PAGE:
10 Quick questions with artist Martin Law (Painter of Paradise): Devonport Architecture of Land & Sea
1. How did you coin up the term “Painter of Paradise”?
I have been a Painter all of my life and I believe New Zealand to be a Paradise so I became the Painter of Paradise.
2. If you could master one tool/skill, what would it be?
I wish to skillfully play the flute.
3. What’s your usual art making process/how do you work?
The journey starts by finding the building, photographing then making a small sketch, colour sampling and recording of conversations. The process of production then begins.
4. What are some challenges and perks of being an artist?
The big challenge is to create all the paintings I have ideas for. The big perk is to find beauty that might be overlooked.
5. Which 3 artists (dead/alive) would you like to have dinner with?
Zaha Hadid, Architect. Franz Kline, Architectural expressionism unmatched. John Masters, my school art teacher. He believed in me to become an artist.
6. What advice would you give to a younger Martin starting out in the creative industry?
Keep doing what you do.
7. What would you like to achieve within the next 10 years?
To be well on my way to creating a large collection of paintings of incredible New Zealand architecture for the Painter of Paradise project.
8. What are 5 most important items/tools in your studio?
An electric adjustable table and drawing board with a shock absorbing floor mate beneath. A satisfying pencil sharpener, brush, scalpel and a radio tuned to 95bfm.
“I carve into my paintings textural lines… and that signifies or denotes Whakapapa…lineage… from the sky to the earth”
– Joanne Barrett
Our 5 Rangona: Sentience exhibition artists talk about Matariki, whakapapa and its important connection with their art practice.
Thank you Heidi Brickell, Natanahira Pona, Joanne Barrett, Ruth Woodbury (Raranga Creations) & Jermaine Reihana for so generously sharing your deep stories, teachings & journeys with us.
10 Quick questions with artist Louise Keen:
Beyond the Four Walls
1. Your artwork titles are often quite personal in nature (One day I will make you happy, 2019 and Prayers to my Beloved). Can you explain how the titles resonate to the works themselves, or how you come up with these titles?
Sometimes I title the work as it is being made. It is like I have a conversation with the work and the title comes out of that conversation. Other times it is when the work is finished it will speak to me.
2. If you could have any super power, what would it be?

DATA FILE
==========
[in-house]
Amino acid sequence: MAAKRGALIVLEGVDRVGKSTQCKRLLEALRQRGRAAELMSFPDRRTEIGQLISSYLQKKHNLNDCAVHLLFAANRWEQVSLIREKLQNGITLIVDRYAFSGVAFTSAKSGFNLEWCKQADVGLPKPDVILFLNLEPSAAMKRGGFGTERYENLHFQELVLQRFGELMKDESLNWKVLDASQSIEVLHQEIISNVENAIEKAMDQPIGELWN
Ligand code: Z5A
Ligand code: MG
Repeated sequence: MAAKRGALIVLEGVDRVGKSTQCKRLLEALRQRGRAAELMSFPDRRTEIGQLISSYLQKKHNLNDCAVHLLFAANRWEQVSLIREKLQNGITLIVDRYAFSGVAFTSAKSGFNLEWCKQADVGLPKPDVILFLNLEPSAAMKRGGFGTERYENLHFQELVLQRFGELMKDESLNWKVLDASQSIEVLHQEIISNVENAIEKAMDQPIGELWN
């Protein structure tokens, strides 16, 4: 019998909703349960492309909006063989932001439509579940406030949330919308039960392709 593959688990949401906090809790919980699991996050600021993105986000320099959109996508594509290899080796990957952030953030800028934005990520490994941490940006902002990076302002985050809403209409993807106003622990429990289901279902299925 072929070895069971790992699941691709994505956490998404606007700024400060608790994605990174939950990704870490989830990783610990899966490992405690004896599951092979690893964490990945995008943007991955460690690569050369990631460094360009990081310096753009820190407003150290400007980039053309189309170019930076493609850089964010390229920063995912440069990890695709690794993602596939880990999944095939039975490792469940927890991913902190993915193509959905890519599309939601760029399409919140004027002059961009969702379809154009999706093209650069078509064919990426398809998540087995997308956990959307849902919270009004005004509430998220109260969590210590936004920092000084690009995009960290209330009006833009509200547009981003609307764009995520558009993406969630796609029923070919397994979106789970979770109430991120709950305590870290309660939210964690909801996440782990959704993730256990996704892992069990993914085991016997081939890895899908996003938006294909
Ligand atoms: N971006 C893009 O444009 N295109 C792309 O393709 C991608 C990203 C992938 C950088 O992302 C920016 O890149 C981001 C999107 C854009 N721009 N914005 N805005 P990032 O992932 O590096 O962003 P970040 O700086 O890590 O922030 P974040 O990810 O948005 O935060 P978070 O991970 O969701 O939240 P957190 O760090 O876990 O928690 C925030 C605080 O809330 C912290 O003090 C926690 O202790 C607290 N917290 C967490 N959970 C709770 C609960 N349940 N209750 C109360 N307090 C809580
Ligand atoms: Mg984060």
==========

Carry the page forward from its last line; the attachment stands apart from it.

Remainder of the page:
My super power is one I inherited from my Grandma, she could untangle necklaces when the metal chain got all knotted together. I now have that same super power.
3. If you could master one tool, what would it be?
The paint brush.
4. Your work tends to focus on consumer products and the environmental issues that surround the Western world. Where do you find your materials that you use in your works?
I find my materials in the neighbourhood on my walks, gifted by family and friends and sometimes from Bunnings. Most of my materials are re-purposed and recycled.
5. Do you plan or map out your works before you begin, or do you let the work tell you what it wants to be?
My process unfolds while I am making. I could say it is expressive and spontaneous, a form of improvising.
6. What is the most important tool in your studio?
The most important tool is my sewing machine. My sewing machine is also my favourite tool because it belonged to my Grandma. It is a Singer Model 411G and was actually made the year I was born.
7. When did you first feel like a professional artist?
One day soon.
8. Which 3 artists (dead/alive) would you like to have dinner with and why?
Robert Rauschenburg, Picasso and Vivienne Westwood. Because of their creativity, life experience and style.
9. What advice would you give to a younger Louise starting out in the creative industry?
Don't let YOU stop you from following your dreams. Believe in yourself. Trust your instincts. Say YES to the opportunities that come your way. Don't beat yourself up when things don't turn out like you planned. And thank the people that help you along the way.
10. What does success mean to you?
It changes over time. I use to think that it was getting into a gallery and selling my work. Sure that would be great but it's not everything.
It is more about the relationships my work helps create and people seeing my work and resonating with it.
See Louise Keen's work here.